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A regional public media collaboration serving the Rocky Mountain States of Colorado, Idaho, Nevada, New Mexico, Utah and Wyoming.

As Prisons Cancel Visitation, The Phone Line Becomes A Life Line

Utah State Prison in Draper, Utah
Utah Department of Corrections
Utah State Prison in Draper, Utah

Tami Peay's husband is incarcerated in a Utah state prison for an illegal drugs conviction, and she hasn't seen him in more than four months. She used to see him at least once a week. But that was before visitations were nixed due to COVID-19.

She says not seeing him more is really hard, and she worries a lot.

"When you can't see them, their look in their eyes," Peay says, trailing off. "You can tell if they're stressed. You can tell if things are good and they're really handling things fine – or not. That's probably been the hardest part, is just not being able to see if he's truly OK." 

Utah's state prisons are trying to help. They're currently allowing each inmate 10 free phone calls a week while visitations are off-limits. That's a big deal. Peay used to spend $40 or $50 a month to talk to her husband on the phone. She says the free calls keep them connected, which is crucial. 

"The family, friends on the outside, we're their support system," Peay says. "When they get out and if they feel disconnected from us, it makes it really difficult on them."

State prisons across the Mountain West are taking similar steps to provide a limited number of free calls. And at the national level, the Federal Bureau of Prisons has waived fees for all video and phone calls for its inmates.

These policies aren't just about inmates and their families, though. A number of studies show that contact with family and friends in the outside world is critical for reducing recidivism.

"Ninety to 95% of individuals that just happen to be incarcerated will be back out in the community at some point," says Mike Haddon, executive director of the Utah Department of Corrections. "They're going to be rejoining, in many cases, those family members. And it's really important for them to maintain that contact." 

One study that followed more than 250 prisoners after their release found that "familial telephone contact was most consistently associated with reductions in recidivism."

Paul Wright is the executive director of the Human Rights Defense Center, a nonprofit that advocates for inmate rights. He says inmates usually rely on family for housing and for finding work when they get out. 

"It's going to be through social networking that they're going to get their initial job or initial employment," he says.

That aside, though, Wright stresses that inmates are also dealing with the COVID-19 crisis right now. They're experiencing the same isolation, loneliness and anxiety that many of us are feeling – and in an environment more prone to outbreaks.

"There's nothing special about people being in prison or people having loved ones in prison," he says. "You want to communicate with your loved ones and your family and you want to know how they're doing. You're worried about their safety."

Wright believes prisons shouldn't be charging phone fees in the first place, but he applauds prisons for waiving them during the pandemic.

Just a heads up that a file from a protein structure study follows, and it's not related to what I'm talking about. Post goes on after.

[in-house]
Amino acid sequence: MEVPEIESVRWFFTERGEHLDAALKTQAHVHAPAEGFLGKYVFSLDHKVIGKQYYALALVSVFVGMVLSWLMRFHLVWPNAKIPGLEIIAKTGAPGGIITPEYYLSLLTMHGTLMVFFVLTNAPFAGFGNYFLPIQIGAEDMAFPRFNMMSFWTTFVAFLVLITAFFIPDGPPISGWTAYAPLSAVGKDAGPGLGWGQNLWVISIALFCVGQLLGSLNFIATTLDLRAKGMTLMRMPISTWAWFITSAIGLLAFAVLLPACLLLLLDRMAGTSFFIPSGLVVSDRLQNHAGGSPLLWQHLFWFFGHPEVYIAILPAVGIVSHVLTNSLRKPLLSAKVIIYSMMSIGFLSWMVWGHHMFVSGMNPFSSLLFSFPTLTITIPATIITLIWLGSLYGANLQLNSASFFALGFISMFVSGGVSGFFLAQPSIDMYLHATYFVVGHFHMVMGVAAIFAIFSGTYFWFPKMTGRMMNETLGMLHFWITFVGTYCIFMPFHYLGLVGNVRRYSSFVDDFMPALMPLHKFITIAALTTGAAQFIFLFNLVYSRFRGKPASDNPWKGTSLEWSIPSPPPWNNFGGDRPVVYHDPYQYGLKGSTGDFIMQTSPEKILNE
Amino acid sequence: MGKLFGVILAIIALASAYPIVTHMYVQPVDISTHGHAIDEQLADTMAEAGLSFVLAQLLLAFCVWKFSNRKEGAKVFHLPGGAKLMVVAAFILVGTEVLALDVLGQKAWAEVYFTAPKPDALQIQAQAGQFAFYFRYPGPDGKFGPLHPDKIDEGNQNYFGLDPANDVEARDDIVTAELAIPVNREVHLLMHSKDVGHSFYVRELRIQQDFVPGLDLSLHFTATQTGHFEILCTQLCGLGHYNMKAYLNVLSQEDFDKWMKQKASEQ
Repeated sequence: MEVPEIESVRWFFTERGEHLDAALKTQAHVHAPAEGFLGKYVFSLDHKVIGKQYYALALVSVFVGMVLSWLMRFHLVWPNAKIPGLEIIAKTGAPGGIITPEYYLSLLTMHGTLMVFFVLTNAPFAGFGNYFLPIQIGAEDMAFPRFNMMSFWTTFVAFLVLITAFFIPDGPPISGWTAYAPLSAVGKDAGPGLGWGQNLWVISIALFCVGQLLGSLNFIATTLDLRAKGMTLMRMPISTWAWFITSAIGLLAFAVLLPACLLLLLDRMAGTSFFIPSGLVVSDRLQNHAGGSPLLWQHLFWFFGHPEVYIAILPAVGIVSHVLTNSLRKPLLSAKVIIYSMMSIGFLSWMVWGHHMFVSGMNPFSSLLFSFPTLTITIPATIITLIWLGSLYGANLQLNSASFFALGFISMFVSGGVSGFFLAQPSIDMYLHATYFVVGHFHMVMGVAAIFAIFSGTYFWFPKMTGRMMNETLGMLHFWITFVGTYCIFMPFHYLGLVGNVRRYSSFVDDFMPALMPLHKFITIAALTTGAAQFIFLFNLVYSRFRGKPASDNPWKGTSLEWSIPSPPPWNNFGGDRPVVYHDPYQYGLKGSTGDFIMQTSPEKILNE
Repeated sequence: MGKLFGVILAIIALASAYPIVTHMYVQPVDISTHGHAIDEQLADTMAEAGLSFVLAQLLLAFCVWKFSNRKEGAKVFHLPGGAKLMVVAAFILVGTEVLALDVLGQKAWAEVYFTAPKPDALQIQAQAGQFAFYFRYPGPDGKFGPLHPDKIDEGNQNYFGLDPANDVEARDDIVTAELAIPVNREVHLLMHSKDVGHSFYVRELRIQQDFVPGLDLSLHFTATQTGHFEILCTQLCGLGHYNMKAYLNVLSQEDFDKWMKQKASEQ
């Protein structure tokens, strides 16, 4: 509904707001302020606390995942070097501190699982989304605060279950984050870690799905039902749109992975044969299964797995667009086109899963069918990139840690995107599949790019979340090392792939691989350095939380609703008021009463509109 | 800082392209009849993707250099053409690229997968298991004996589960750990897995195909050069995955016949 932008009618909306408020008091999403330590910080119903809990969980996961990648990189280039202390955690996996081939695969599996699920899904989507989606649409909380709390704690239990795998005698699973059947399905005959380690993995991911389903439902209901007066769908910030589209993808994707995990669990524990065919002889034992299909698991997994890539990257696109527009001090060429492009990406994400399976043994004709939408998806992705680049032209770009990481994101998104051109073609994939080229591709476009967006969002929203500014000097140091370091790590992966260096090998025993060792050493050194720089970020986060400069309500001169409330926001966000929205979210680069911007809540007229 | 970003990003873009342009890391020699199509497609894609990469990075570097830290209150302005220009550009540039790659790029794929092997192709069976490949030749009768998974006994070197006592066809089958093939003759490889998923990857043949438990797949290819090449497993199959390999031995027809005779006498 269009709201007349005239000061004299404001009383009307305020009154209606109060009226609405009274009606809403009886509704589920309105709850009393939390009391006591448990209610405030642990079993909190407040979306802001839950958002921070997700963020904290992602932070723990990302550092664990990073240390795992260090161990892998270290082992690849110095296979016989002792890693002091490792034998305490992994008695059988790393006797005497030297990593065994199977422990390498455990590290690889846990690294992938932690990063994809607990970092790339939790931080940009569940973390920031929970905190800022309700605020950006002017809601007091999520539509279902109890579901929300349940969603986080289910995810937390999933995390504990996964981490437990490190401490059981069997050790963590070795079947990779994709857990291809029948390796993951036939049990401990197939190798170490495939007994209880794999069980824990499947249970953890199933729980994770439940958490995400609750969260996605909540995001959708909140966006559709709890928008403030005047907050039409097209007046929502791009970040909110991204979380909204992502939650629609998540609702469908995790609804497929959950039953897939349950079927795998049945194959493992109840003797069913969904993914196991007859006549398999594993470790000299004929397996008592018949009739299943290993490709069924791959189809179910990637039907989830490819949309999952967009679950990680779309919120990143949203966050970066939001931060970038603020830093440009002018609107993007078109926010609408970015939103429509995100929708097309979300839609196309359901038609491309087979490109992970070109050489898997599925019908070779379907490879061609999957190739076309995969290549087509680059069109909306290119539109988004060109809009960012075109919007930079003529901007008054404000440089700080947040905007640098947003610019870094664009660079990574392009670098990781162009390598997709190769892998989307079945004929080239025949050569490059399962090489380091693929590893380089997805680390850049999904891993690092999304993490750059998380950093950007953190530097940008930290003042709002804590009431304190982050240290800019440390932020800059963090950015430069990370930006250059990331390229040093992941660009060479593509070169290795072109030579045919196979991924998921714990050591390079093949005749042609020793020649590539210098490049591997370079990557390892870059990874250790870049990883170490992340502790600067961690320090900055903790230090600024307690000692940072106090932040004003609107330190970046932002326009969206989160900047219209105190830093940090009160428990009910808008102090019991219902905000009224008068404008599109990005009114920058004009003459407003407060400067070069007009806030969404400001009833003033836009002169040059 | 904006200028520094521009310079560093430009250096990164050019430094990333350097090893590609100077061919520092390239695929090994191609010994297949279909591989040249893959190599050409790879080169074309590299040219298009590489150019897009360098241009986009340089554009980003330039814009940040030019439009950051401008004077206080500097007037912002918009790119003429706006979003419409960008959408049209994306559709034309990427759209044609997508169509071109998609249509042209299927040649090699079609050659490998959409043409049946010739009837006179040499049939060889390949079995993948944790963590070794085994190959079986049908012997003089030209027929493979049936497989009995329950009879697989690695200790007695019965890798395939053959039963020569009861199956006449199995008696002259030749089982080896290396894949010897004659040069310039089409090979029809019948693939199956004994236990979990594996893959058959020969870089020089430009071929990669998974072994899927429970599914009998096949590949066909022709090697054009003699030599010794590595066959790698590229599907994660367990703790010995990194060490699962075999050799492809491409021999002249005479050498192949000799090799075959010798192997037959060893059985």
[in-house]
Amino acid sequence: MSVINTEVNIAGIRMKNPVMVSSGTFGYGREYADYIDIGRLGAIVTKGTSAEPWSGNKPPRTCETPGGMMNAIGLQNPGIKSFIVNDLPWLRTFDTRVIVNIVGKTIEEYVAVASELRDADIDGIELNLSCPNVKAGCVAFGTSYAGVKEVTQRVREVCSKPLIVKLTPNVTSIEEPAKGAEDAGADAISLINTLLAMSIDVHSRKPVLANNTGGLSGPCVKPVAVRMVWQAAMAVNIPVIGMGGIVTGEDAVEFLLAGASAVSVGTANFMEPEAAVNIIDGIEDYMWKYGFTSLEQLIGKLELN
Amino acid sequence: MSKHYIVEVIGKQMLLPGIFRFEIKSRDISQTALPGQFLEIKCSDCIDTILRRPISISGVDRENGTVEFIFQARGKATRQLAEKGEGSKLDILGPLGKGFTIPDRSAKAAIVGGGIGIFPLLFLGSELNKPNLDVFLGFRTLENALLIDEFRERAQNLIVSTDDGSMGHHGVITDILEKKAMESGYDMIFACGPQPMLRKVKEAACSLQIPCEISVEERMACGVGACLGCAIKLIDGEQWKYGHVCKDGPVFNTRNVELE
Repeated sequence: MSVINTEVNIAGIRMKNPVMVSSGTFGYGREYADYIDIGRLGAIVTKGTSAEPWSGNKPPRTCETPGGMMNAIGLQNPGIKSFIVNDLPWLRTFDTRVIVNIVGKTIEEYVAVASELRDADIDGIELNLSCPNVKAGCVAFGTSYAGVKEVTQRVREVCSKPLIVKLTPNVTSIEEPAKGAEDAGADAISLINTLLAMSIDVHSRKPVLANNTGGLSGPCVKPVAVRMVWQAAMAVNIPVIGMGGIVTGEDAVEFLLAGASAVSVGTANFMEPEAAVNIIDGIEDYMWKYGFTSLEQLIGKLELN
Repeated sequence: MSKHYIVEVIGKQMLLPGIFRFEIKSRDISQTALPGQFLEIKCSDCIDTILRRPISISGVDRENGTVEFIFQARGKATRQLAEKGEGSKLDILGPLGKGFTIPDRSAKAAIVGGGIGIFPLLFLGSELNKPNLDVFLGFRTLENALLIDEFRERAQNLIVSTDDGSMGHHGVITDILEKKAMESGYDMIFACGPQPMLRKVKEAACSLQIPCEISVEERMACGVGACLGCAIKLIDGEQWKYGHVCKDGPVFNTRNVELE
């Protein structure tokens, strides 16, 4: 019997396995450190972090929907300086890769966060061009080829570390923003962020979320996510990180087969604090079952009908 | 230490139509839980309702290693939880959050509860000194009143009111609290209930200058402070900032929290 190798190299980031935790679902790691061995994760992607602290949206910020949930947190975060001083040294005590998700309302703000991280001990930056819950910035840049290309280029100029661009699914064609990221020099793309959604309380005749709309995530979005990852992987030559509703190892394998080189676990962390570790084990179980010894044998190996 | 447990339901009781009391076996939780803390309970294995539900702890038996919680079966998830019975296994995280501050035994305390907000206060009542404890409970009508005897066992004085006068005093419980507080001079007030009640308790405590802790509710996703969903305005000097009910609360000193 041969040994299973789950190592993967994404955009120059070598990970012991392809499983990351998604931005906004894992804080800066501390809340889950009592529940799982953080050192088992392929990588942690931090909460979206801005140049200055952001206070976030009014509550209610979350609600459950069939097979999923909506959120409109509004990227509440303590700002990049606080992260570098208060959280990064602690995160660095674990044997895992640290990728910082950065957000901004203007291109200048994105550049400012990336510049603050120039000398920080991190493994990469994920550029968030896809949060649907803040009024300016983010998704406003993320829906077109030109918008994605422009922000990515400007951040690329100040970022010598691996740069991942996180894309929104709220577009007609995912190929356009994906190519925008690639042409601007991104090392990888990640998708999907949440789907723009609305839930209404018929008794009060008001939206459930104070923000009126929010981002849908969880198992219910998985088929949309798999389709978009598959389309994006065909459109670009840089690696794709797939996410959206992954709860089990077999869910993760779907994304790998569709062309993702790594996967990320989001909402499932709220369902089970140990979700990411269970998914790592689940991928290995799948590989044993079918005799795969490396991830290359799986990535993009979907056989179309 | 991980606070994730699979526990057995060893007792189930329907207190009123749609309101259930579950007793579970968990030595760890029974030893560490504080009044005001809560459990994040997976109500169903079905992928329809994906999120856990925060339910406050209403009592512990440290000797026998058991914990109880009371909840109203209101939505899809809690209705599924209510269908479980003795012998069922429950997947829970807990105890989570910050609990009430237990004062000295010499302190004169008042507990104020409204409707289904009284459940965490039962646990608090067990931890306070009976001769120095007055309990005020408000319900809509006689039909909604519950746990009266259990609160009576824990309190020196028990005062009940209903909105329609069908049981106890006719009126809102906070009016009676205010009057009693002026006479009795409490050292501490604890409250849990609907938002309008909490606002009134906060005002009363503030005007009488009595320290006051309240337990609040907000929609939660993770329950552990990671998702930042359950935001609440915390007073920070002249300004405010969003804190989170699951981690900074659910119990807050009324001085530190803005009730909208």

But in many facilities, it's not as simple as offering free calls. Often phones are in common areas and access is limited because of social distancing requirements. That has some prisons getting creative. In Idaho, for example, locked down prisons are trying out cordless phones so inmates can make calls to family from their cells.

And in Utah, Haddon says they're looking into visitation via video.

"It's a silver lining," he says. "We don't have it in place yet, but it's pushing us to try to get that technology in place a lot sooner than what we were expecting."

But it's not in place yet, and Tami Peay wants the prison to hurry up. She says it's good to be able to talk to her husband, but seeing him would be much better, even if only on a screen. For her, and for him. 

"To see me, to see the grandkids," Peay says. "I think it just helps them feel more connected."

Even with seemingly small things, Peay says, like meeting the 120-pound Newfoundland puppy she recently adopted. She believes those things add up to inmates feeling like part of the family, and wanting to do well when they get out. 

This story was produced by the Mountain West News Bureau, a collaboration between Wyoming Public Media, Boise State Public Radio in Idaho, KUNR in Nevada, the O'Connor Center for the Rocky Mountain West in Montana, KUNC in Colorado, KUNM in New Mexico, with support from affiliate stations across the region. Funding for the Mountain West News Bureau is provided in part by the Corporation for Public Broadcasting.

Copyright 2020 Boise State Public Radio News. To see more, visit Boise State Public Radio News.

Amanda Peacher is an Arthur F. Burns fellow reporting and producing in Berlin in 2013. Amanda is from Portland, Oregon, where she works as the public insight journalist for Oregon Public Broadcasting. She produces radio and online stories, data visualizations, multimedia projects, and facilitates community engagement opportunities for OPB's newsroom.
Amanda Peacher
Amanda Peacher works for the Mountain West News Bureau out of Boise State Public Radio. She's an Idaho native who returned home after a decade of living and reporting in Oregon. She's an award-winning reporter with a background in community engagement and investigative journalism.
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